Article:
'Just a lovely luxury?' What can public health attachments add to postgraduate general practice training?


Wills, J; Reynolds, J; Swanwick, T; (2009) 'Just a lovely luxury?' What can public health attachments add to postgraduate general practice training? Education for primary care, 20 (4). pp. 278-84. ISSN 1473-9879

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Abstract

BACKGROUND: Changing trends in the role of general practice and general practitioners (GPs), including a focus on commissioning and practice population health needs, were reflected in the specialty training curriculum published by the Royal College of General Practitioners (RCGP) in 2007. In response to these developments the London Deanery established training attachments to the public health departments of ten primary care trusts (PCTs) across London, incorporated into three-year GP specialty training programmes. These attachments were evaluated in 2008 by London South Bank University.<br/> AIMS: The aims of the evaluation were to assess the attachment's suitability for addressing areas of the RCGP curriculum; and to explore perceptions of its value for GP training and for future practice.<br/> METHODS: Semi-structured interviews were carried out with two cohorts of trainees towards the end of their public health attachment, and with public health trainers and GP training programme directors from participating schemes.<br/> FINDINGS: The training attachments were generally considered to offer good opportunities for trainees to fulfil both public health competences and to address relevant areas of the RCGP curriculum, through a variety of types of work. However, this did not necessarily influence either the level of importance attributed to public health in comparison with other clinical training posts or the perceived impact of the attachment on the trainees' future practice as GPs. The reported learning outcomes and value of the attachment for the public health trainers and programme directors reflected the changing and perceived future demands on GPs, but these views were not generally shared by trainees.<br/> CONCLUSIONS: Public health attachments may offer general practice training programme opportunities for the development of skills and knowledge that are relevant to the changing nature of general practice. Yet, there still appears to be a barrier for trainee GPs in acknowledging their role in non-clinical, population-focused healthcare provision. This raises questions for the way in which public health is presented in medical education and how the future GP workforce conceptualise their role and responsibilities.<br/>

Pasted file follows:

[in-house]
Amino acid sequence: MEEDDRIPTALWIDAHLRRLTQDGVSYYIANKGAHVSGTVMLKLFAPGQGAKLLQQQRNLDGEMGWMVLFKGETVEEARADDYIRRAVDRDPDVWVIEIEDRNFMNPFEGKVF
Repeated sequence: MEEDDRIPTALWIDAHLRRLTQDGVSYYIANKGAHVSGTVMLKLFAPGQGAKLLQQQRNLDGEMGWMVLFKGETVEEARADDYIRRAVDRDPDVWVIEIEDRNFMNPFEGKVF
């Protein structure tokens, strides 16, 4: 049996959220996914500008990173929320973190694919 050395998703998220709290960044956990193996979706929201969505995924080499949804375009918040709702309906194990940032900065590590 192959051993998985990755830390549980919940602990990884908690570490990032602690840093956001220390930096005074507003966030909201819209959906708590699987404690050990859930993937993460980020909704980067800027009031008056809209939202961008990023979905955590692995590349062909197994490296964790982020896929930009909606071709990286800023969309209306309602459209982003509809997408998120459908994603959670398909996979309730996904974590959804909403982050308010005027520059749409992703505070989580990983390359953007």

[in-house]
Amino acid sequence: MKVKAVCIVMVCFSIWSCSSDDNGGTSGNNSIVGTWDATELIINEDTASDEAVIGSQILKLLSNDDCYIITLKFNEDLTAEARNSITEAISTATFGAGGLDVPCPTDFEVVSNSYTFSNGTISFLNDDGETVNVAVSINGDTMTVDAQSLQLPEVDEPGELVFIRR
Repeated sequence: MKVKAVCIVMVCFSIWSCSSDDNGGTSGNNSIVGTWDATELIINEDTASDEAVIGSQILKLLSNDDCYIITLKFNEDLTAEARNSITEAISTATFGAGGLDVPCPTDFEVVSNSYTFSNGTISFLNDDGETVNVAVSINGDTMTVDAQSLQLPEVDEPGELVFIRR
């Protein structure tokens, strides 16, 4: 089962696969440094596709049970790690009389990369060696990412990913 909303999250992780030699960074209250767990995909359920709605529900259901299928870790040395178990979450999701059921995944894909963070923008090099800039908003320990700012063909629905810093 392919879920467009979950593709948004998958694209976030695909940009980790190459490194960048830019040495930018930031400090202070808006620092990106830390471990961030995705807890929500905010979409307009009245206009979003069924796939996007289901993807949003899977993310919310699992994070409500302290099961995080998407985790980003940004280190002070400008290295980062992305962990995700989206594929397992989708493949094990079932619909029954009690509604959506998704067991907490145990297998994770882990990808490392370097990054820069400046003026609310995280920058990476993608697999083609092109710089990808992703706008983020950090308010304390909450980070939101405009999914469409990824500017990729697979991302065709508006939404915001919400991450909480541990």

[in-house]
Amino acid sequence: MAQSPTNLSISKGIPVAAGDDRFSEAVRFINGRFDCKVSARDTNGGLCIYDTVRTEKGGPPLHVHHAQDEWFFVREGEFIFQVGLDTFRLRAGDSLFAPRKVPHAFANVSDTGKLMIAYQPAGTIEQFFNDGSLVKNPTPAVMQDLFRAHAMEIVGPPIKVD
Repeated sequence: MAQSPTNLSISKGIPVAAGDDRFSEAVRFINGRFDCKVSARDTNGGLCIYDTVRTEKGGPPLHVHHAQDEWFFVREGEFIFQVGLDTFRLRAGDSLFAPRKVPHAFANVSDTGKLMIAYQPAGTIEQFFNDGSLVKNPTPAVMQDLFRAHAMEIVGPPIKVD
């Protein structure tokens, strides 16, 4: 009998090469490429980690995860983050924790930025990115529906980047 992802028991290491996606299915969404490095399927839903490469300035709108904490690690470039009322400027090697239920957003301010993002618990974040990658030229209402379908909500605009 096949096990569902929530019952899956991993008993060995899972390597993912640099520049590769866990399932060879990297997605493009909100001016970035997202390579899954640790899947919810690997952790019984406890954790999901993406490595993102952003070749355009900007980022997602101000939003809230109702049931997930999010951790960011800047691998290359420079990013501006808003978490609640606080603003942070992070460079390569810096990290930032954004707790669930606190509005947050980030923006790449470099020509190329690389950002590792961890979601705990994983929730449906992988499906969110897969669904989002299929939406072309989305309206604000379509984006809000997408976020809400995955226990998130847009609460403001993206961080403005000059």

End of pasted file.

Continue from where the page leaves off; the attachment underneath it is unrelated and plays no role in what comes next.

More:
Item Type: Article
Keywords: Cohort Studies, Education, Medical, Graduate/*organization & administration, Humans, Physicians, Family/*education, Program Evaluation, Public Health/*education, Cohort Studies, Education, Medical, Graduate, organization & administration, Humans, Physicians, Family, education, Program Evaluation, Public Health, education
Faculty and Department: Faculty of Public Health and Policy > Dept of Health Services Research and Policy
PubMed ID: 19689848
URI: http://researchonline.lshtm.ac.uk/id/eprint/1813

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